The Myth that Dare Not Speak its Name
Singapore poets dance cautiously around sketching portrait of country's founding father
By Philip Holden
A Luxury We Cannot Afford: An Anthology of Singapore Poetry
I was looking forward to reading this collection, but I did find myself, initially at least, troubled by the way in which it is framed. A Luxury We Cannot Afford is a collection of poems from Math Paper Press about Singapore's first prime minister, Lee Kuan Yew, that somehow does not dare to speak his name, and resorts to elaborate circumlocution. Lee is referred to in a foreword and introduction as 'The Man', and the poems themselves resort to elaborate strategies of not quite naming, from Mark Nair's acrostic 'Lord knows, yah', in which Lee's initials are endlessly repeated, to Sze Yao Tan's punning '管You'.
Much poetic language is, of course, about certain very precise forms of indirection and ambiguity. In his introduction, Gwee Li Sui rightfully points out that so many poems have been written about the Merlion, "a gimmicky symbol of the national will", but very few about Lee himself — although one of my favourite poems, Dudley De Souza's 'The Convert', is a very honourable exception which perfectly captures abandoned middle-class dreams of social change in the post-independence years. Gwee also makes the perceptive point that many of the much more popular genre of Merlion poems take the mythical creature as a proxy, and become ways of "writing about The Man and avoiding his mention". Yet, in an age in which there's increasingly robust and open discussion of Lee and his legacy in film, auto/biography, popular history, academic writing, and the visual arts, it's not immediately clear why such a strategy needs to be extended further.
If a reader moves past the frame, she'll find that Christine Chia and Joshua Ip have done a wonderful job in collecting a rich variety of poems by both established figures and newly emergent voices: as the editors point out, the youngest contributor is 15 and the oldest 95. The poems are divided into three thematic sections, but topical and poetic connections are woven throughout the collection.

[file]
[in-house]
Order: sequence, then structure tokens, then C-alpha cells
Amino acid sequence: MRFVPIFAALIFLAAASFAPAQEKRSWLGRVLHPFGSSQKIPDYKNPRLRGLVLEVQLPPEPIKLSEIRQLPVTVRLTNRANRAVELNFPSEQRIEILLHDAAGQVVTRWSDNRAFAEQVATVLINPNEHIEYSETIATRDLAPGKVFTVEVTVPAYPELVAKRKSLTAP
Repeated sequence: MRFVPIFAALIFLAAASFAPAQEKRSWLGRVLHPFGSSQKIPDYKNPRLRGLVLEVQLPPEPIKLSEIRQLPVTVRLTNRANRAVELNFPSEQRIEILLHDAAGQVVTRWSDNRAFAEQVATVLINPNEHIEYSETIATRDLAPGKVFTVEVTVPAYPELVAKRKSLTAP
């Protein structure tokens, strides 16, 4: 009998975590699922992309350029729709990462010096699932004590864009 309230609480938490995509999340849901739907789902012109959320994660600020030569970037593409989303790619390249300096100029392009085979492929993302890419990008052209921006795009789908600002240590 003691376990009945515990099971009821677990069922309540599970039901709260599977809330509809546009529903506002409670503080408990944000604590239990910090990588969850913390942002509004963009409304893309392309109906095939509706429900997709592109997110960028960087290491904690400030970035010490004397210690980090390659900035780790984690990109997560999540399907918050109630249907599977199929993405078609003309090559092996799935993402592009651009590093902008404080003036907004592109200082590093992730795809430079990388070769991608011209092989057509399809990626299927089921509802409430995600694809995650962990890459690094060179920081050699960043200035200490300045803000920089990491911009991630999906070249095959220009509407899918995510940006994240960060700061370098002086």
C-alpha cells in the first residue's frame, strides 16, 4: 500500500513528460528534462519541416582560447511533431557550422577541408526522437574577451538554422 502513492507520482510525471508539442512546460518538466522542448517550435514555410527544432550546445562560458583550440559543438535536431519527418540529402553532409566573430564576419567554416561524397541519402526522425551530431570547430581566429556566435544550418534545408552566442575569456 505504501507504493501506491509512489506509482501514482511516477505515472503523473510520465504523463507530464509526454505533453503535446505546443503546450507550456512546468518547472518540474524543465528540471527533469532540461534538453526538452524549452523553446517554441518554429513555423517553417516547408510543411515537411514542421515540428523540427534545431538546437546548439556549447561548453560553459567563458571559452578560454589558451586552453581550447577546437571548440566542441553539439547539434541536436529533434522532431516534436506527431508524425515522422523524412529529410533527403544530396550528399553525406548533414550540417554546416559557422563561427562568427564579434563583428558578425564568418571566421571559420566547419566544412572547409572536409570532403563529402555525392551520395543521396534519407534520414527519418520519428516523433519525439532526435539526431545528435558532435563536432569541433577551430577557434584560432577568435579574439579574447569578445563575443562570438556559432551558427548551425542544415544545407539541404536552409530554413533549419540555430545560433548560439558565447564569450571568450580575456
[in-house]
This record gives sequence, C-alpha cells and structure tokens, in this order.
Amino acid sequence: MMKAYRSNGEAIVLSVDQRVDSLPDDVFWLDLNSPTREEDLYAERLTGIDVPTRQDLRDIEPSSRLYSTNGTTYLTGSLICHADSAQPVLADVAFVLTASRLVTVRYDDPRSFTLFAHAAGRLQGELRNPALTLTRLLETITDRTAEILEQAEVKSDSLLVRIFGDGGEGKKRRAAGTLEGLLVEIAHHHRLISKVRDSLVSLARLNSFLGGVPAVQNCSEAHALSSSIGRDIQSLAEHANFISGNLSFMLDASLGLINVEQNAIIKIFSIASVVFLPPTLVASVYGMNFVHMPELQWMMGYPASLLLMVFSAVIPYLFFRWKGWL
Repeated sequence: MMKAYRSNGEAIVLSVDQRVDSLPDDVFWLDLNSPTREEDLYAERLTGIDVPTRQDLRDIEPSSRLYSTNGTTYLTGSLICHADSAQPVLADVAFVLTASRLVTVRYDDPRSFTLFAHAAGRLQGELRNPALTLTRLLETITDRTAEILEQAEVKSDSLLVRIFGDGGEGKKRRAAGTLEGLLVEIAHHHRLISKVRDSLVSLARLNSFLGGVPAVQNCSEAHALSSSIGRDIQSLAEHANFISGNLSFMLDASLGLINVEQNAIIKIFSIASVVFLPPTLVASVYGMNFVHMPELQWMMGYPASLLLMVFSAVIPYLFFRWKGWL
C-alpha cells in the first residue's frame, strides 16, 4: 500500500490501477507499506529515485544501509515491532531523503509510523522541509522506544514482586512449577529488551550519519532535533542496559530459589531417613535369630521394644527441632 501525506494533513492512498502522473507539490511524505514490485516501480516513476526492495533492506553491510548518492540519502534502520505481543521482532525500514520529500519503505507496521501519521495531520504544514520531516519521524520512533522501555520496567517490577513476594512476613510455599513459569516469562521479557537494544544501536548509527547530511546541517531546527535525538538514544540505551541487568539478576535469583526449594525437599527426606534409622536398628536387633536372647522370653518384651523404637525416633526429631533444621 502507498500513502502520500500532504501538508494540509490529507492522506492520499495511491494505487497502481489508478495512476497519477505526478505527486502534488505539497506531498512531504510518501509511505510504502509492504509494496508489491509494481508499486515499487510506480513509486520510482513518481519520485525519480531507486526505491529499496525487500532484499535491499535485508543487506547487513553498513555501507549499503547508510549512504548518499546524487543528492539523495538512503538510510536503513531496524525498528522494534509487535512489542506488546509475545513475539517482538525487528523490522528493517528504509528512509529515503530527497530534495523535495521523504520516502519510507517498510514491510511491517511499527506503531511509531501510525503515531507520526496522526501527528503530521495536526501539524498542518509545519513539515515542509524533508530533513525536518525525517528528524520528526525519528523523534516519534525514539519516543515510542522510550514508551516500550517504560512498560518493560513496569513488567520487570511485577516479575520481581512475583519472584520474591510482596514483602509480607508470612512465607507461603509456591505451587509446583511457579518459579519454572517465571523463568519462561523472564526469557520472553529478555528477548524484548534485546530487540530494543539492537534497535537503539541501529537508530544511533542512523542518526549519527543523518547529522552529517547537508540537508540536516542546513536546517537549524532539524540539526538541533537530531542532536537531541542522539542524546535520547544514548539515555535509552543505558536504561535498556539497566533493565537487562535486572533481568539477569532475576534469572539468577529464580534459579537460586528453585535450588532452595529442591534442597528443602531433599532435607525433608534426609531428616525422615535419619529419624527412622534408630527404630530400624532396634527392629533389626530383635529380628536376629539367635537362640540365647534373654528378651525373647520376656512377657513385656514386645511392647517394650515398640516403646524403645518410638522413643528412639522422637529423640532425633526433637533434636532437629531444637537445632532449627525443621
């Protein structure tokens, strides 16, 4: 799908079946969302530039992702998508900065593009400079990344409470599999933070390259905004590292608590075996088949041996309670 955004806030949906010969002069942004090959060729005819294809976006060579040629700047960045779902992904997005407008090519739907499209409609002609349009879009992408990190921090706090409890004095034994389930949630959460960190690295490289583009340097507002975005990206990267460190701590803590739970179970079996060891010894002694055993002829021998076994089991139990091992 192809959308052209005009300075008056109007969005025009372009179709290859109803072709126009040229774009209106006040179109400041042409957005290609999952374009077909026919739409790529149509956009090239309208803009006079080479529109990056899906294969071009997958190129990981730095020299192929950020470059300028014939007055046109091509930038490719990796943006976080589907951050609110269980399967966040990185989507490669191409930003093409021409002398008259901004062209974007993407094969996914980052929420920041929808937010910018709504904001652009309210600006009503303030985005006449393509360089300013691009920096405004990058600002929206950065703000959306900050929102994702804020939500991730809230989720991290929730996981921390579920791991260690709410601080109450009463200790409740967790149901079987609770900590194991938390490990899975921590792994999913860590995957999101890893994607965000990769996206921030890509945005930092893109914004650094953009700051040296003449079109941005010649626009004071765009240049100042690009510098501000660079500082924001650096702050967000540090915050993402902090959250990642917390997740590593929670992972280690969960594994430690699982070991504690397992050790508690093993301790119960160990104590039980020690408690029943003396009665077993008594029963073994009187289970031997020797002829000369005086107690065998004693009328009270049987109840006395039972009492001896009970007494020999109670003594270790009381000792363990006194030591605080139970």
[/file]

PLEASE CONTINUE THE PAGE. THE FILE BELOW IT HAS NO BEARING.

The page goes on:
The most visible of these is, inevitably, politics. Edwin Thumboo's 'He Who Buildeth' is very much in the spirit of his early occasional poems, depicting Lee as caught up in the frottage of history, clenching "our/Stiffening ambition's amassing drive" and later, in retirement, serene in the face of "children of success" whose "ungracious, niggardly minds/Spew and twitter across the internet". While further poems also praise Lee's political legacy, others ask us to re-evaluate it. Alfian Sa'at's 'The Government of the Self' starts surprisingly gently, with a vision of Lee retiring from political life and refusing wealth and ongoing influence, entering a world of "[s]ilence and austerity"'. Once while jogging, he recalls, he had paused to catch his breath, and, above him, "heard the call/Of an oriole beckoning from its crypt of branches." Yet in the conclusion of Alfian's poem, Thumboo's "niggardly minds" are transformed into something very different:
Cyril Wong, in 'Threshold', riffs on a more ubiquitous metaphor. Singapore, Lee's "undisappointing child,/ slapped to cowering", now finds its "whimpers swelling to elegant complaints". Jeremy Tiang's "When Harry Met Maggie" is initially more playful, its iambic pentameters transposing an ideological relationship into personal terms, centred on a mutual "relief of finding someone who understood". Yet Lee and Margaret Thatcher, in an imagined afterlife, now look back with uncertainty on their legacies, haunted by the fact that "it's how you treated those you didn't love that counts".
A second strand in the collection plays on the mythical or the fantastic. Ng Yi-Sheng's 'Snow White' draws on another famous LKY quotation in envisioning him sleeping, like King Arthur or Bernardo Carpio, under Fort Canning, ready to emerge and carry out a well-known promise. Toh Hsien Min, in contrast, merely re-embroiders the story of Parameswara's actions on coming to Tumasik, and leaves his readers to draw parallels with events nearly six centuries later.